Day 2, Saturday in Seattle
Interestingly enough, Seattle was the first place I saw consistent sunshine after traveling through the wildfires. According to the previous day’s underground tour, Seattle sees rain 300 days a year. I was lucky to get 3 of the other 65 days.
My first stop was the gravesite of Bruce and Brandon Lee in Lake View Cemetary. There were only a couple other people there, which gave me time to take in the headstones of two talented men who were taken too soon.
From Lake View Cemetary I headed to Seattle Center for a tour of the Space Needle and Chihuly Garden and Glass. I chose to skip the Museum of Pop Culture, and I’ve been told since, that I should have gone. There’s always next time.
As I approached the Space Needle from the parking garage I was met by a man selling peace, by way of beaded bracelets. Caught up in the moment of my adventure, I bought the bracelets and added my name to the list of donors for peace. I still wear those bracelets to this day.
After a trip to the top of the Space Needle, I visited Chihuly Garden and Glass and was not disappointed. Seeing these beautiful delicate pieces made from multi-colored glass, suspended from the ceiling, set up as displays, words cannot begin to describe it, and I don’t think my pictures do it justice.
After almost two hours at Chihuly, I bought a round-trip ticket on the Seattle Center Monorail, a fun, short ride from Seattle Center to Westlake Center. I didn’t head straight back, instead, looking for a Sprint Store to take advantage of the lifetime warranty on my (now) cracked screen protector for my phone. The folks at Sprint were nice enough to explain I needed to go to the manufacturer and provided me with information on the closest store, but I decided it wasn’t worth the hassle. I hopped back on the monorail to Seattle Center, back to the car, and back to the apartment. After a couple hours of relaxing, my next stop on my Seattle list was up. Just a couple blocks from where I was staying was the Seattle Pinball Museum. You buy a ticket, and you get to play as many pinball games as you want from the machines set up in chronological order. I easily spent over two hours there. Dinner was a quiet (as in I was the only diner there) place called J Sushi. I closed the evening out by enjoying a dance-off during a festival in the International District.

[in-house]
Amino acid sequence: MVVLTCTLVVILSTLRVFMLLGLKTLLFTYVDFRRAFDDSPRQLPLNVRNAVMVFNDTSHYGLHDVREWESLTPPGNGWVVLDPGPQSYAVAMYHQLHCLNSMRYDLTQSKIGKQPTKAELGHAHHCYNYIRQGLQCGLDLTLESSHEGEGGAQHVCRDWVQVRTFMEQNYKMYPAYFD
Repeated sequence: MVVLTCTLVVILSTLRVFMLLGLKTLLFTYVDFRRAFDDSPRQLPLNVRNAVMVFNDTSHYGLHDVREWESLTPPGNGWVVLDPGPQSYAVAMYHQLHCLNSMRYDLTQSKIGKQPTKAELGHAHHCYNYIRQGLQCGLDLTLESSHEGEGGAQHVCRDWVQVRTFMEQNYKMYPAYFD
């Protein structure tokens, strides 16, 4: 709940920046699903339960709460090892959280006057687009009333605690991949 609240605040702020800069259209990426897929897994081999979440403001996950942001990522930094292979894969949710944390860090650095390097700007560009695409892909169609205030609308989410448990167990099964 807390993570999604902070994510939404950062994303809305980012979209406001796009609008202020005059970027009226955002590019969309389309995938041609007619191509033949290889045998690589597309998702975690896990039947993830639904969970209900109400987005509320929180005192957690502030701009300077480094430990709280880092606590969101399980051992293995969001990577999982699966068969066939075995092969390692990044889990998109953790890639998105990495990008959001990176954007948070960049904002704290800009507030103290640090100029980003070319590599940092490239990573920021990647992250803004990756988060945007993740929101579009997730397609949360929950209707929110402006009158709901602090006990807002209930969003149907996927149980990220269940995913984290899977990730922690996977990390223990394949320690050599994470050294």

Day 3 – back into the wild
On the recommendation of the bicycle adventurer I met in Montana, the plan was to take the ferry from Seattle to Bainbridge and drove the north side of the Olympic Penninsula. This would be my first time driving onto a ferry, in a trip full of firsts. I drive up to the ticket gate and the gentleman asks me which ferry I’m taking. I stammer, uh, I, it starts with a B? Of course, there were two (Bainbridge and Bremerton). I picked the one that sounded right, and really hoped I’d selected the correct one. He had no time for my ignorance. Luckily, I had. On the ferry, I watched a man and his dog relax in a most unusual way (check out the picture below), and as we approached Bainbridge Island the Olympic Mountains came into view way off in the distance.
Once on Bainbridge Island, I headed northwest to the beginning of route 101. Lunch was at the Next Door Gastropub in Port Angelos, an hour later I desperately needed coffee, so I stopped at the Hungry Bear Cafe in Beaver for a cup to go. From there I made my way to the Kalaloch Campground, and finally, I was on the Pacific Coast, looking out over the ocean, just under a month from leaving the east coast.